According to the invention a special profile is imparted to the external surface of the element of drill stem 1 which is intended to cooperate with slips 2, the internal surface of these slips that rest against the drill stem having a complementary shape.
The profile of the surface of the stem advantageously possesses an axial length greater than that of the slips in order to permit easy engagement.
FIG. 3 shows on a larger scale the external profile of the surface of revolution made according to the invention on the drill stem. Drill stem 1 is again found in this figure where broken line 7 represents the external surface of the element of the drill stem before the profile according to the invention is imparted to it.
As is seen in FIG. 3, the depth of the profile is distributed on both sides of line 7, which enables one to obtain a profile of given depth by reducing the thickness of the stem metal by only about half.
In the embodiment shown, the profile has a toric shape 8 on the inside in which the radius of the generator circle, which is as large as possible, is between 0.2 and 2 mm, for example.
The toric part 8 is extended on its upper part by a tapered zone 9 whose generatrix makes an angle A between about 10° and 45°, preferably about 30°, with a plane perpendicular to the axis of the drill stem.
The toric part 8 is extended on its lower part by a tapered zone 10 whose generatrix makes an angle B between about 45° and 80°, preferably about 60°, with a plane perpendicular to the axis of the drill stem, the angle made between the generatrices of cones 9 and 10 being between about 55° and 125°, preferably about 90°.
The interval, i.e., the distance separating two profiles arranged side by side longitudinally, which is represented at 11 in FIG. 3, is generally between 1 and 10 mm, preferably about 5 mm.
The depth of the profile depicted at 12 in FIG. 3 can be between about 1 and 2 mm and it is preferably close to 1.5 mm, which corresponds to a reduction in useful thickness of the drill stem of only about 0.7 mm.
The profile depicted in FIG. 3 is repeated over a length of about 100 to 900 mm of the drill stem, preferably over a length of about 600 mm in order to impart surfaces of revolution having the described profile over these same lengths.
The self-gripping slips 2 have a surface of revolution of complementary shape on their internal surface and they contain at least 20 teeth whose shape corresponds to that of the grooves described above.
FIG. 4 schematically depicts rollers 13 that permit making of the surfaces of revolution created according to the invention on the drill stems by knurling according to a conventional technique.
In the embodiment of FIG. 4 rollers 13 are assembled on an axis 14, held between a collar and a counter support 15.
The surface of revolution according to the invention is obtained by allowing rollers 13 to act successively at different sites on the drill stem.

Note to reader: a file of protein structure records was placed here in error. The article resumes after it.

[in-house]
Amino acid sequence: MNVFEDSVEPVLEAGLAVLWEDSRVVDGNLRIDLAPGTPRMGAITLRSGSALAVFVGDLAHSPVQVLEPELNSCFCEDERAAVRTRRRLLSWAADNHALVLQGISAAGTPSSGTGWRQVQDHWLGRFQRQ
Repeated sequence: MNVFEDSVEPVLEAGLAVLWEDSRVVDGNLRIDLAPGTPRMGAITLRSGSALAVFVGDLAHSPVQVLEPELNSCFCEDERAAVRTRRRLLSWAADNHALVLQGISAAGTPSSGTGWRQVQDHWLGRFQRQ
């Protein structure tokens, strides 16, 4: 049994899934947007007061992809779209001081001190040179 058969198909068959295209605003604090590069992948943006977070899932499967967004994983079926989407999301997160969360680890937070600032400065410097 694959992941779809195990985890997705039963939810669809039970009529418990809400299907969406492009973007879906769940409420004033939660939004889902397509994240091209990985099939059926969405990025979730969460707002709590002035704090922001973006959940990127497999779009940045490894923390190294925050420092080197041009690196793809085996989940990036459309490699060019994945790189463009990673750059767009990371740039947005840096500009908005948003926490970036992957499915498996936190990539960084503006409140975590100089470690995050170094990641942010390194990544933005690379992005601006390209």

One sees that according to the invention it is possible to make surfaces of revolution simply and at lower cost on drill stems, said surfaces having profiles corresponding to the profiles imparted to the internal surface of the self-gripping slips.
In this manner one can easily maintain drill strings without a significant reduction in their mechanical resistance, especially their resistance to alternating stresses, preserving excellent fatigue resistance properties in the gripping zone.
It is understood that the embodiment described above is given merely as an example and in no way limits the invention.
In particular, the surfaces of revolution made on the drill stems according to the invention can have profiles different from that described, provided that these profiles are not made with sharp angles or small radii of curvature that would increase the fragility of the drill stem. Thus, the surfaces of revolution according to the invention can have profiles of circular shape or elliptical shape with a major axis parallel or inclined relative to the axis of the stem.
It also goes without saying that the surfaces of revolution made according to the invention can be obtained by processes other than knurling or burnishing as described above. In the case of machining by elimination of metal it is advantageous to provide surface treatment, for example, blasting.
Finally, the profiles according to the invention can also be made on all the elements or accessories used in drilling.
|Cited Patent||Filing date||Publication date||Applicant||Title|
|US3058386 *||25 Sep 1957||16 Oct 1962||Earle L Morrow||Binding device with contracting segments having radius smaller than rod engaged thereby|
|US3152458 *||28 Aug 1963||13 Oct 1964||Pittsburgh Steel Co||Oil well drilling string|
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|GB537396A *||Title not available|
|GB757336A *||Title not available|
|GB780298A *||Title not available|
|Citing Patent||Filing date||Publication date||Applicant||Title|
|US5163513 *||28 Jun 1991||17 Nov 1992||Bowen Tools, Inc.||Circle threadform for marine riser top joint|
|US5253946 *||20 May 1992||19 Oct 1993||Dover Resources, Inc.||Sucker rod end fitting|
|US20040221985 *||22 Apr 2004||11 Nov 2004||T H Hill Associates, Inc.||Drill string design methodology for mitigating fatigue failure|
|WO2004094768A2 *||22 Apr 2004||4 Nov 2004||Th Hill Associates, Inc.||Drill string design methodology for mitigating fatigue failure|
|WO2004094768A3 *||22 Apr 2004||28 May 2009||Th Hill Associates Inc||Drill string design methodology for mitigating fatigue failure|
|U.S. Classification||175/320, 403/369, 285/123.5|
|International Classification||E21B17/00, E21B19/08, F16L37/12, E21B19/06|
|Cooperative Classification||E21B17/00, Y10T403/7054, F16L37/1215|
|European Classification||F16L37/12H, E21B17/00|
|16 Aug 1984||AS||Assignment|
Owner name: VALLOUREC 7, PLACE DU CHANCELIER ADENAUER, 75116 P
Free format text: ASSIGNMENT OF ASSIGNORS INTEREST.;ASSIGNOR:FILLET, PIERRE R.;REEL/FRAME:004300/0125
Effective date: 19840814
|28 Feb 1991||FPAY||Fee payment|
Year of fee payment: 4
|8 Mar 1995||FPAY||Fee payment|
Year of fee payment: 8
|30 Mar 1999||REMI||Maintenance fee reminder mailed|
|5 Sep 1999||LAPS||Lapse for failure to pay maintenance fees|
|16 Nov 1999||FP||Expired due to failure to pay maintenance fee|
Effective date: 19990908